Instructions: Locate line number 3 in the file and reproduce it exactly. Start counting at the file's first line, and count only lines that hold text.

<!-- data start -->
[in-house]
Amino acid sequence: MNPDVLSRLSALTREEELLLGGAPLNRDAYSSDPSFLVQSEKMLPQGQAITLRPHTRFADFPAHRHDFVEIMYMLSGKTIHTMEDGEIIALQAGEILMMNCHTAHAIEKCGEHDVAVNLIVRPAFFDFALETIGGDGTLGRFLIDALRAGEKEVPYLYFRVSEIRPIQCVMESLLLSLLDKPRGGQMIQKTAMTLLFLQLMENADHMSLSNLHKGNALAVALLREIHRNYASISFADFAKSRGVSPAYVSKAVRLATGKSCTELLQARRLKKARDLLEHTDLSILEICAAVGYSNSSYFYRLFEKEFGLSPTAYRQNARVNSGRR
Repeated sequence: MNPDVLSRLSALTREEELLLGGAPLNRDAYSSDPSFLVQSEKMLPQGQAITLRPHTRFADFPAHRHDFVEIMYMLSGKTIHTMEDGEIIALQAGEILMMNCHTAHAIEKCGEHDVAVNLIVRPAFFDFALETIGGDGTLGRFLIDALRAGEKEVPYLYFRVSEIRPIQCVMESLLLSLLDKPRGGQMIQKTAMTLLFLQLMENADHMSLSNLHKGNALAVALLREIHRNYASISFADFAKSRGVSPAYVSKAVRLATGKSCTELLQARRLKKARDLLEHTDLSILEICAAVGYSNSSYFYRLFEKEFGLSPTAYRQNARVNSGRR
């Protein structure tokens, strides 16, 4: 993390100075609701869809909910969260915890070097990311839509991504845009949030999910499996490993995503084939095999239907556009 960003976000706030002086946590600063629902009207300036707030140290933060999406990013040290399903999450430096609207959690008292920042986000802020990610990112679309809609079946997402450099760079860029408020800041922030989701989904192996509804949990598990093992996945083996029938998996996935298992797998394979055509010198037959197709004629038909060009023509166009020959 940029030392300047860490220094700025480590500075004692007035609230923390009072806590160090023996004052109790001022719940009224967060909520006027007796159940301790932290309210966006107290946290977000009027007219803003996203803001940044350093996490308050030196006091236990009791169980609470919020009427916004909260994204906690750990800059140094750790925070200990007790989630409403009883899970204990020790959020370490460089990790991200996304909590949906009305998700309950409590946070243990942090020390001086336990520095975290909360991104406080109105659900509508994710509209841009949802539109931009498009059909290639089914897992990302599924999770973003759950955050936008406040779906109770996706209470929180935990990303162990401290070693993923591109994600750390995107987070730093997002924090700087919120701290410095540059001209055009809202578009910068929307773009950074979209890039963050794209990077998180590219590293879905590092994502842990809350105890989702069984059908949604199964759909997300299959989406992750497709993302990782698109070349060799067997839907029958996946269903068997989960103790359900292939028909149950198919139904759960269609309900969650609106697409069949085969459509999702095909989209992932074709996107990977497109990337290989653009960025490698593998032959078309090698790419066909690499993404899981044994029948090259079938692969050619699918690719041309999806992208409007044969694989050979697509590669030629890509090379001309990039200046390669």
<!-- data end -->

Repeated sequence: MNPDVLSRLSALTREEELLLGGAPLNRDAYSSDPSFLVQSEKMLPQGQAITLRPHTRFADFPAHRHDFVEIMYMLSGKTIHTMEDGEIIALQAGEILMMNCHTAHAIEKCGEHDVAVNLIVRPAFFDFALETIGGDGTLGRFLIDALRAGEKEVPYLYFRVSEIRPIQCVMESLLLSLLDKPRGGQMIQKTAMTLLFLQLMENADHMSLSNLHKGNALAVALLREIHRNYASISFADFAKSRGVSPAYVSKAVRLATGKSCTELLQARRLKKARDLLEHTDLSILEICAAVGYSNSSYFYRLFEKEFGLSPTAYRQNARVNSGRR